Nobody lives in Aurora today although upwards of five thousand people called it home immediately after its founding in 1860. No less a luminary than Samuel Clemens (Mark Twain) called Aurora his home for several months during his mining days. It was a vibrant, successful town along the Nevada / California border claimed by both states desiring the gold and silver reserves just below the surface, worth millions of dollars. That’s often the case when valuable natural resources are at stake. Everyone wants it for themselves and most of the time a condominium arrangement simply won’t work.
The border between the two states was a little iffy, which seems rather odd when one considers that it’s formed by two straight lines: One running north-south from the Oregon border directly down the 120th meridian to the 39th parallel; and the other extending from there, heading in a southeastern direction to a point where the Colorado River intersects the 35th parallel. Easy, right?
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Well, not so fast. Surveying techniques were not entirely precise as we’ve noted a number of times in Twelve Mile Circle. It didn’t help that 39°N 120°W happens to fall right in the middle of Lake Tahoe, and on the other end the Colorado River tends to shift from time-to-time, thus complicating the measurement of the oblique line in particular. Several different surveys took place and each one produced a slightly different result.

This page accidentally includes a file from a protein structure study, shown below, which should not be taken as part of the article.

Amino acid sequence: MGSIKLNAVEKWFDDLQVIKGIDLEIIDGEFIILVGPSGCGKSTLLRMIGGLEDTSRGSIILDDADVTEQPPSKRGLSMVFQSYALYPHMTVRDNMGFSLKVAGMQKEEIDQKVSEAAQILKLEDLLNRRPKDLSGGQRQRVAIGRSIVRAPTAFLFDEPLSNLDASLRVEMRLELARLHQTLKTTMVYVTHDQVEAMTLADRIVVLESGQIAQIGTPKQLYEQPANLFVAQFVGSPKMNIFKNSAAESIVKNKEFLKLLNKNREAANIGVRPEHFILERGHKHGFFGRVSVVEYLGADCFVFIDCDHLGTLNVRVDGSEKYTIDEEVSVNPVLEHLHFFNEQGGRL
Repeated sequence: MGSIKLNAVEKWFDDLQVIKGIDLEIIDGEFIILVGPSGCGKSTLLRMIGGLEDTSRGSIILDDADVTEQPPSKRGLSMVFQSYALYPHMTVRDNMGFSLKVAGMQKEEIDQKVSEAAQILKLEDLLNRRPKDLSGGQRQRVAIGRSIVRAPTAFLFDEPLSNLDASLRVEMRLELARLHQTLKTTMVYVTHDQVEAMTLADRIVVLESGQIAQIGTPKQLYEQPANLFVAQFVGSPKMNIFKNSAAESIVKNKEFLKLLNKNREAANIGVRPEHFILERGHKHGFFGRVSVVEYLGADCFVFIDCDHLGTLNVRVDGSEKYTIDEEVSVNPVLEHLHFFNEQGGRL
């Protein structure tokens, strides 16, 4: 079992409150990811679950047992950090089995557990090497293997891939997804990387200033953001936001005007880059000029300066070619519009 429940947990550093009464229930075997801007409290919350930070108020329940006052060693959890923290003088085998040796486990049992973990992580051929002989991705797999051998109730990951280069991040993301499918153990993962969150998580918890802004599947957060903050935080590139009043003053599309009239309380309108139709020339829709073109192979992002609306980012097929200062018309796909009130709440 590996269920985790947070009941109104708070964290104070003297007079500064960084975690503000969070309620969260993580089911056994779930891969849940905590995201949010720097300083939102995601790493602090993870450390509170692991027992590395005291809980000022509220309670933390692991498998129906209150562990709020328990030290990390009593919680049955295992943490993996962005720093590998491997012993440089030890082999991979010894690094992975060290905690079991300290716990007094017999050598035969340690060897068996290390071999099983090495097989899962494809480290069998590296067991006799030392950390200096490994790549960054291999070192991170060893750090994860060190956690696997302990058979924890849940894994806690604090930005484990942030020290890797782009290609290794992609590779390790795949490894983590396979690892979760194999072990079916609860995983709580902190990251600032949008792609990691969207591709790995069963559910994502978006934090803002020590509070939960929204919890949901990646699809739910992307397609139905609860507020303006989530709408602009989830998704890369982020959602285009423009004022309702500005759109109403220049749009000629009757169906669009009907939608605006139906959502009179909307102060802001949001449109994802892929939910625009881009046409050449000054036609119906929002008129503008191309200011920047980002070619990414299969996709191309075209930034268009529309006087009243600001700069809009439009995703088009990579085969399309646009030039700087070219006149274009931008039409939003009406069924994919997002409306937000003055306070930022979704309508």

Consequently the town of Aurora, located along the oblique border, was claimed by both states. That’s perhaps understandable given the imprecise boundary, but what’s truly strange is that it became the county seat for Mono County, California and what was then a larger Esmeralda County, Nevada than the present version at the same time! A single courthouse served both purposes. Aurora held local elections in 1862 to determine representation for both counties and states. The same townspeople could vote in both elections. According to the State of Nevada Department of Cultural Affairs:
During that year, many Aurora citizens participated in the politics of both counties and both states. Dr. John W. Pugh was elected to the Nevada Territorial Legislature and became the President of the Council (similar to the current State Senate). Timothy N. Machin was Mono County’s choice for the California Assembly, of which he became Speaker. Both elected officials were residents of Aurora.
A more precise survey the next year placed Aurora about three miles inside of the Nevada Territory in what today is Mineral County. Even so, some California officials continued to conduct government business in Aurora until 1864 when the Mono County seat officially moved to Bridgeport.
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California may have gotten the better end of the bargain. While Aurora may have been the second largest town in the Nevada when the border dispute was resolved in 1865 (Virginia City being larger), its heyday lasted only about a decade and it faded away once the gold and silver ran out. The county seat moved to Hawthorne in 1883. Aurora became a ghost town by the 1920s. Now it crumbles and rots into the surrounding terrain.